The implications of this are huge.
Systems Over Time
Anyone who’s worked on a piece of software that’s been around for a number of years knows all about this:
New Developer: “Why is this part of the software code written so strangely?”
Knowledgable Developer: “Well, that’s because Bob (who’s since been fired) decided he would build that on his own. He thought it would be cool to apply some new programming patterns he was learning.”
New Developer: “Ok. So, why is product A using a different programming language than product B?”
Knowledgable Developer: “Well, product A was originally written by our technical founder and CEO. Since then, our developers have built product B using more modern programming languages.“
New Developer: “Ok. So… what is this project? Is this project used anywhere?”
Knowledgable Developer: “Well, a while back one of our previous teams decided to re-write the entire system. Since then, some of those members quit, were fired, etc.
By the time everyone from that team left – no one else knew how to use that project or how it was even supposed to work. So we abandoned it!”
What type of system comes out from this?
Often, you’ll find software systems that have many “odd” and “custom” ways of doing things…
The Need For Tech Strategy And Vision
These scenarios (and realities) highlight the essential need for tech strategy and vision.
Tech businesses cannot expect to apply Conway’s law at one point in time and assume that everything will be fixed.
Teams are disbanded.
New people join teams with different perspectives.
Business goals, products and focuses change over time too.
Change is the only constant.
Stability Through Change
Parts of the human body will regenerate themselves over a period of days or years, depending on the organ and type of cell.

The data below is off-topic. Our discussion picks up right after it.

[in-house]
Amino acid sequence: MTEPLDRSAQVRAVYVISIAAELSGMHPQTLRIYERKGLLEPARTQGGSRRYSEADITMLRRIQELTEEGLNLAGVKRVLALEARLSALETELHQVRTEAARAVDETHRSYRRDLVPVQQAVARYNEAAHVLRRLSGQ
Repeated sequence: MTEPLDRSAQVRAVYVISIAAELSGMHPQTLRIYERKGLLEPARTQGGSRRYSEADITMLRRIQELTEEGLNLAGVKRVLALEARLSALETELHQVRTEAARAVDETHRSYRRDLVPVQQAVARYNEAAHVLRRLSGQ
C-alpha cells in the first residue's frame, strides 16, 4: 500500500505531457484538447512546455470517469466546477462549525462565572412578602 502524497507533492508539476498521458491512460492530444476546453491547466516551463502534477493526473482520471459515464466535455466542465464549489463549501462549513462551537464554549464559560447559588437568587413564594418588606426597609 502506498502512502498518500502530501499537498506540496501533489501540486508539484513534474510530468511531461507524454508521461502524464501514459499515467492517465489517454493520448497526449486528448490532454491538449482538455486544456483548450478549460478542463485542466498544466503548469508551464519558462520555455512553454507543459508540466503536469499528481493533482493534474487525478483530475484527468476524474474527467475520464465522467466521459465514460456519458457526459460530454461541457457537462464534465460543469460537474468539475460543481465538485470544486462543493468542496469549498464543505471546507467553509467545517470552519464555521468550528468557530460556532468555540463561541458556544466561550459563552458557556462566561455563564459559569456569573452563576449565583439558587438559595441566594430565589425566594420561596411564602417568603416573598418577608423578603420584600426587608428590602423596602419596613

Isn’t that strange?
Your bones, according to this link, will completely renew themselves over a period of ten years.
What about your software business?
Most software developers will leave their place of employment way before 10 years.
Many businesses will not be the same in even 2 years.
How do you ensure that your software systems are stable and the goals you were shooting for are still able to be reached? Even if you have an entirely different team of software developers and employees?
You need a strategy.
Let’s say that your business has decided to re-write one of its software products.
What will happen without a strategy is that, over a few years, the company may lose one or two key members of the team.
Most of the strategic knowledge is lost because it was never captured, to begin with.
By losing these key software developers, you’ve potentially lost the entire project.
No else on the team may have the technical savvy to hit the next milestone – let alone even know what the next milestones should be!
In this case, a basic strategy could save the project.
What A Basic Tech Strategy Looks Like
What would that tech strategy include?
- How are we going to split the project into smaller chunks and what do they (roughly) look like?
- What techniques are we going to use to re-write these chunks?
- Which chunks are quick-wins? Should we tackle those first?
- Are there any major milestones throughout the entire process?
- If so, what will the overall structure and architecture look like at each milestone?
- If we need to hire/re-hire, what skills and experience ought we value the most for this project?
- Are there milestones where, based on Conway’s law, we might need to consider re-organizing our company structure?
- Will we face any major risks? If so, what are some approaches, techniques, strategies, etc. to mitigate them if they occur?
One of my favourite introductions to “splitting up” a system is a presentation by Sam Newman about monolith decomposition.
Also, using the domain-driven concept called bounded contexts will help to facilitate splitting up an existing “messy” system.
If your software company has struggled with some of these issues, then you might want to consider solidifying a tech strategy and vision.
If you want to keep going on this topic, then take a look at ThoughtWorks’ Technology Principal Consultant Sarah Taraporewalla’s article about what defining a tech strategy document might look like and include.
Like Sarah, I believe that teams should adopt an evolutionary approach to software architecture, among other things.
Having a well-defined and effective software strategy and architecture can mean releasing that next big product in one year instead of never, help onboarding new technical staff members and give the team a sense of direction and safety.
P.S. I can help you build a tech strategy if you’ve never done it before.